White House ‘comfortable’ with its nuclear position after Nato chief suggests increase in deployed weapons

US White House National Security Communications Advisor John Kirby speaks during a press briefing at the White House in Washington (REUTERS)
US White House National Security Communications Advisor John Kirby speaks during a press briefing at the White House in Washington (REUTERS)

The White House has said it is “comfortable” how its nuclear weapons are placed in the wake of comments from Nato chief Jens Stoltenberg suggesting members of Nato are considering increasing the number of nuclear weapons deployed to counter an increased threat from Russia and China.

Addressing reports at a White House Briefing, spokesperson John Kirby declared that the US are “comfortable” with their “strategic deterrent posture”.

Asked about Mr Stoltenberg’s comments, Mr Kirby said: “We don’t talk about nuclear posture with any specificity - and I’m certainly not going to start doing that here from the podium.

“I’ll just tell you that we’re comfortable as we have been comfortable with our strategic deterrent posture not only on the European continent but around the world.”

Pressed on whether such a move was provocative, he added: “Who would perceive it as a provocation or an escalation? Russia. Oh, Russia, the same country that invaded Ukraine, which posed absolutely no threat to them.” He added that “Nato is a defensive alliance.”

In an interview published by The Daily Telegraph, Mr Stoltenberg revealed that defence ministers from the bloc’s member states had discussed deploying more nuclear weapons in the face of a growing threat from Russia and China.

He said there were live consultations between members on taking missiles out of storage and placing them on standby as he called for transparency to be used as a deterrent.

“I won’t go into operational details about how many nuclear warheads should be operational and which should be stored, but we need to consult on these issues,” Mr Stoltenberg said.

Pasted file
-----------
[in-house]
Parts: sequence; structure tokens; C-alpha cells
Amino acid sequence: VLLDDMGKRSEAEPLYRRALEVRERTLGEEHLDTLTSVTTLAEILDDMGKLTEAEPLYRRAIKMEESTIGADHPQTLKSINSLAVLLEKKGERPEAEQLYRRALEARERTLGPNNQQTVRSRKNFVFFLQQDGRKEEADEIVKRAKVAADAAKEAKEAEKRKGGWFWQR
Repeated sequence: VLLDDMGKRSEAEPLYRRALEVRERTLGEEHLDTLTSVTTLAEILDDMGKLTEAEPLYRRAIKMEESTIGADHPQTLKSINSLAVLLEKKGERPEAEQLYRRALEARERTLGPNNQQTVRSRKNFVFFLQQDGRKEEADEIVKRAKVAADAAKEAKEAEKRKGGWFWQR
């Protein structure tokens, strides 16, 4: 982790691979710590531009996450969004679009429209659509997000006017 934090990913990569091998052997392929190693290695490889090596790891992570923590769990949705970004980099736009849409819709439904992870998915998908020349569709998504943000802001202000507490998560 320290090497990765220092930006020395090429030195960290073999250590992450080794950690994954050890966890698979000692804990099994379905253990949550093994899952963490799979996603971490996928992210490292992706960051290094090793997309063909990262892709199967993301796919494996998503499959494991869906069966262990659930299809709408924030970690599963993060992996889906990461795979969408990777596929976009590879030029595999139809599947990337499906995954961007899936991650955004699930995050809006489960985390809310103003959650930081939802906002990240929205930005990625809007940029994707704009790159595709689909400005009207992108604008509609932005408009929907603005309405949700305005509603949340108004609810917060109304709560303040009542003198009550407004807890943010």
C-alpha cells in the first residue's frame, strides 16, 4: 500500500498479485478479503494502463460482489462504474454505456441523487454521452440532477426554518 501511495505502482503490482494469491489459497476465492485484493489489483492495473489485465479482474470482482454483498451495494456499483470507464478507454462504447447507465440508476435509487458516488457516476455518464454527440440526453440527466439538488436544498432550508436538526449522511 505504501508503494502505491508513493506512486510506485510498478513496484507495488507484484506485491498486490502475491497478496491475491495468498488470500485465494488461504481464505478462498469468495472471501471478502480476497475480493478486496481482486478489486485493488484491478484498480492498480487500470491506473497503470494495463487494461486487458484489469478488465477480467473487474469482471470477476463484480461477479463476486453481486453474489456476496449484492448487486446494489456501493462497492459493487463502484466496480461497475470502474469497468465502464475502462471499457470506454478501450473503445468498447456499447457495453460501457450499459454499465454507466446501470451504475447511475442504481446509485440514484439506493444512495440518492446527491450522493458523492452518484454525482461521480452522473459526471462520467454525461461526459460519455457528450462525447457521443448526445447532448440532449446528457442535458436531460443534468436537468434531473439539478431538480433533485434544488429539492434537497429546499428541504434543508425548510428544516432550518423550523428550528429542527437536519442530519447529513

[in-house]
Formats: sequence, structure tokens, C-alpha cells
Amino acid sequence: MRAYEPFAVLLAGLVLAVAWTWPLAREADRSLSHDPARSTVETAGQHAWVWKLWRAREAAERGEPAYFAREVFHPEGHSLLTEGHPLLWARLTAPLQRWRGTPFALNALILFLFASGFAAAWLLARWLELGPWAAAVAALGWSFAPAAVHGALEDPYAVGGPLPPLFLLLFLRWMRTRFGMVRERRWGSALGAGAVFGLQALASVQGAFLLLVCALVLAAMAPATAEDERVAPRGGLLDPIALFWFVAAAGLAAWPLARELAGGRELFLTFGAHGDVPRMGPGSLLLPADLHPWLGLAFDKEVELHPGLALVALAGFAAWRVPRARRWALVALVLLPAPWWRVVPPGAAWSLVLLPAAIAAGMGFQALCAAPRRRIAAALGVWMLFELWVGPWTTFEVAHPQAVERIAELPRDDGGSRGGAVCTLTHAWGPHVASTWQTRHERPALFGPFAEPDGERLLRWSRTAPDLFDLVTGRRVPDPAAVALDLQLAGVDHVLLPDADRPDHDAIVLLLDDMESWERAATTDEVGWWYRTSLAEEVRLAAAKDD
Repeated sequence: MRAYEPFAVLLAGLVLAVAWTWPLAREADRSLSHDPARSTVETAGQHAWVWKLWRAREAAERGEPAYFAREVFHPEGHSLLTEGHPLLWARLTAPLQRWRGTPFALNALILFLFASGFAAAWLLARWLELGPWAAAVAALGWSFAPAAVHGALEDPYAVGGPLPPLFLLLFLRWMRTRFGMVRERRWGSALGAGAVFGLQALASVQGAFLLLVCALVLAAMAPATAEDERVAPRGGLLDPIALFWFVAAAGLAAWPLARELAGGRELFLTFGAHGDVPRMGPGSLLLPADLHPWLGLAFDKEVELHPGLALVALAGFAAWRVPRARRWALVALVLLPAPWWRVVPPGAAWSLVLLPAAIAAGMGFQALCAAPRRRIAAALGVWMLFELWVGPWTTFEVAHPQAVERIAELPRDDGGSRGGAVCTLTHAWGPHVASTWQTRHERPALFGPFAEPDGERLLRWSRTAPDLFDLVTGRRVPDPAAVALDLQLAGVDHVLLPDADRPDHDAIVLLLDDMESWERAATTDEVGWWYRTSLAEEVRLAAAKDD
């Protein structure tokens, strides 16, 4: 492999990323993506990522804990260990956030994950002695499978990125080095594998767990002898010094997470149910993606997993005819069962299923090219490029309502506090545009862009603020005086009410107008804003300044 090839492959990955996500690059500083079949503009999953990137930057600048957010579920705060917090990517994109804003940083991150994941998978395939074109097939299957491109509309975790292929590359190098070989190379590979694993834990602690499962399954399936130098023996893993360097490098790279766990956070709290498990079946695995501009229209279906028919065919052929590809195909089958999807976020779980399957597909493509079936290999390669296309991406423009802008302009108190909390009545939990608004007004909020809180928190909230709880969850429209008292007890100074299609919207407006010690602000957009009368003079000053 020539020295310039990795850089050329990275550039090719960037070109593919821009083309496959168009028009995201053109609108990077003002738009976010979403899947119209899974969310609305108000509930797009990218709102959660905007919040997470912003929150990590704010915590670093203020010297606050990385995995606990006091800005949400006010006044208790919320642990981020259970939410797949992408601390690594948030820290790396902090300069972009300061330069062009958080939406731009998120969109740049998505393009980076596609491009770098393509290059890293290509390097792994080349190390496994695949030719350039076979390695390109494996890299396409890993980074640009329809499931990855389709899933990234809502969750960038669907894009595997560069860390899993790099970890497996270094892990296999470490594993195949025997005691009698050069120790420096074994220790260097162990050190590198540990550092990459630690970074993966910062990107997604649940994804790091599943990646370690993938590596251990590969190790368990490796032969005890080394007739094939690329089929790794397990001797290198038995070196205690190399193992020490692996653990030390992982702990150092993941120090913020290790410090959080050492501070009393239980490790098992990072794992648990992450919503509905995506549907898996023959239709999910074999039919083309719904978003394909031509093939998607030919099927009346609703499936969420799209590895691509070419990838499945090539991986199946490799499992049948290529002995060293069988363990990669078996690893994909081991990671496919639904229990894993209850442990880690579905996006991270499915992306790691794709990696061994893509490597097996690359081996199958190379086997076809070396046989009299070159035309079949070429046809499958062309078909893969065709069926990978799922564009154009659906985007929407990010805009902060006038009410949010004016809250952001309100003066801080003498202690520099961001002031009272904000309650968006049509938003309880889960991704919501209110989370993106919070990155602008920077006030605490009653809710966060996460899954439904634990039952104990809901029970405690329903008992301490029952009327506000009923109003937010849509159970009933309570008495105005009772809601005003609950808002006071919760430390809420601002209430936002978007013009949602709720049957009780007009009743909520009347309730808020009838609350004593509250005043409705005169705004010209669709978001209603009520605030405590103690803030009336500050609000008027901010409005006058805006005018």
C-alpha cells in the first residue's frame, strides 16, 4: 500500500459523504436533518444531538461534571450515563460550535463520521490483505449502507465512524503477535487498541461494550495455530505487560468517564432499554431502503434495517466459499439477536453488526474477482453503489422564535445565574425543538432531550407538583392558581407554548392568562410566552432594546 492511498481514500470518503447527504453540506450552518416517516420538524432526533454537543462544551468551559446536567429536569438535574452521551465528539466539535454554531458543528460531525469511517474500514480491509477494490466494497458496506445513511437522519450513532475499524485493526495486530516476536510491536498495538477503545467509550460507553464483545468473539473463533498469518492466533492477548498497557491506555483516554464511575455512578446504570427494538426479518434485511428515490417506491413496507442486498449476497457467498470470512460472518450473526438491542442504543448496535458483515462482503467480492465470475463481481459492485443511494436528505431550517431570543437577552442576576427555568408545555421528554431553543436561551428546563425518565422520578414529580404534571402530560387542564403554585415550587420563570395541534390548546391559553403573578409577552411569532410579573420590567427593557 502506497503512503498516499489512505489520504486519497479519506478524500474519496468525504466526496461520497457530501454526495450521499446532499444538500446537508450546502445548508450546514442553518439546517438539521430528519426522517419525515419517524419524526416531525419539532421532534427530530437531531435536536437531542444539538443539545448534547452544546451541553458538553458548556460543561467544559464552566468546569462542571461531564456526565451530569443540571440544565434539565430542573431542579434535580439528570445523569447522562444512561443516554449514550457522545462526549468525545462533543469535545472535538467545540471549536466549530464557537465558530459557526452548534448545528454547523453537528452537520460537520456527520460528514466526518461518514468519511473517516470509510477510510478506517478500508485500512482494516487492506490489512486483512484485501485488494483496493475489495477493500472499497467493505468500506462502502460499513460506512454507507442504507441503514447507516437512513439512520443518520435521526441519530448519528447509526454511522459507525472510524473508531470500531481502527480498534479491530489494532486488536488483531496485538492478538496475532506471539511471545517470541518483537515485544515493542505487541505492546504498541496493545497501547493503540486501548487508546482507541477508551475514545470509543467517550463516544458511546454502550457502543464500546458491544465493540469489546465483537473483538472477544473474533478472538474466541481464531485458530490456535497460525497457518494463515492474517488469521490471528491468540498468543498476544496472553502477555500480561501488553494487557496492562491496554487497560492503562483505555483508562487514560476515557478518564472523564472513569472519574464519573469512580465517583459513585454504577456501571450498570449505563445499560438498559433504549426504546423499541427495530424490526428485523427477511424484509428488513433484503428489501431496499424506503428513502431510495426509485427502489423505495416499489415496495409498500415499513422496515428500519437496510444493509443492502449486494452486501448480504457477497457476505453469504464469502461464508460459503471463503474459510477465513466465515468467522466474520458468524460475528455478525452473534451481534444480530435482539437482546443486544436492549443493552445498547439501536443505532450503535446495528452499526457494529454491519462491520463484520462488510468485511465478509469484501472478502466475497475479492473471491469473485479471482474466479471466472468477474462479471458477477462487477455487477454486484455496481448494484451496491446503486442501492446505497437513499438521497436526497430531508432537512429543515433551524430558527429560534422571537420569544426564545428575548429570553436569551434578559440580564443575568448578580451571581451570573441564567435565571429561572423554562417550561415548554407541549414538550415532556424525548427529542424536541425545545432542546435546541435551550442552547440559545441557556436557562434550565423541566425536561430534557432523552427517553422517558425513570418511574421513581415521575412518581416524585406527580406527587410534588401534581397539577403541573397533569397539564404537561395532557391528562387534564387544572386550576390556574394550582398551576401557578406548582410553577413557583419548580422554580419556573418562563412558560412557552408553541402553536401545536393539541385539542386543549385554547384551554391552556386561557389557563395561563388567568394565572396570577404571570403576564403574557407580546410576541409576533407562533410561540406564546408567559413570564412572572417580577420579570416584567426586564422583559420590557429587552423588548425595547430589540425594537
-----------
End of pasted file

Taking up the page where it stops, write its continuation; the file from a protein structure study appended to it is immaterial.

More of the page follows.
“That’s exactly what we’re doing at Nato, for instance at meetings in Nato, a nuclear planning group as we had during the defence ministerial meeting this [last] week.”

The Nato secretary-general made his comments ahead of his visit to Washington on Monday. Next month, Nato hosts its annual summit in Washington.

Mr Stoltenberg said on Sunday that China’s nuclear arsenal could grow to 1,000 warheads by 2030, adding that this meant Nato was potentially facing “two nuclear-powered potential adversaries” in the “not-very-distant future”.

The Federation of American Scientists (FAS) estimates that Russia’s military stockpile consists of approximately 4,380 nuclear warheads, with 1,200 additional retired warheads awaiting dismantlement, as of March 2024.

The number of operational nuclear weapons is top secret but estimates suggest the UK has about 40 of 225 deployed at any one time. The US has about 1,700 of 3,700. France, another Nato nation with nuclear weapons, does not declare openly the extent of its arsenal.

Earlier this month, Pranay Vaddi, the top US national security council arms control official, said the world “may reach a point in the coming years where an increase from current deployed numbers is required”.

Experts suggest Mr Stoltenberg’s comments simply reflect a heightened security threat in Europe as a result of Russia’s full-scale invasion of Ukraine and its hybrid warfare activities against other European nations, including the use of cyber warfare - as opposed to an offensive threat.

Sebastian Brixey-Williams, the executive director of the Basic security think tank, told The Guardian: “I read it at this stage as a form of signalling intended to sober up Russia and China in order to try to avert an arms race. But we should not assume it is a bluff, and it may in fact make an arms race more likely.”

The Kremlin labelled the remarks by Mr Stoltenberg that the military alliance was holding talks on deploying more nuclear weapons an “escalation of tension”.

"This is nothing but another escalation of tension,” Dmitry Peskov, the Kremlin’s spokesperson, said on Monday.

However, Russia regularly resorts to claiming that Nato and Ukraine’s western allies are escalating tensions, often when they merely respond to Russian aggression.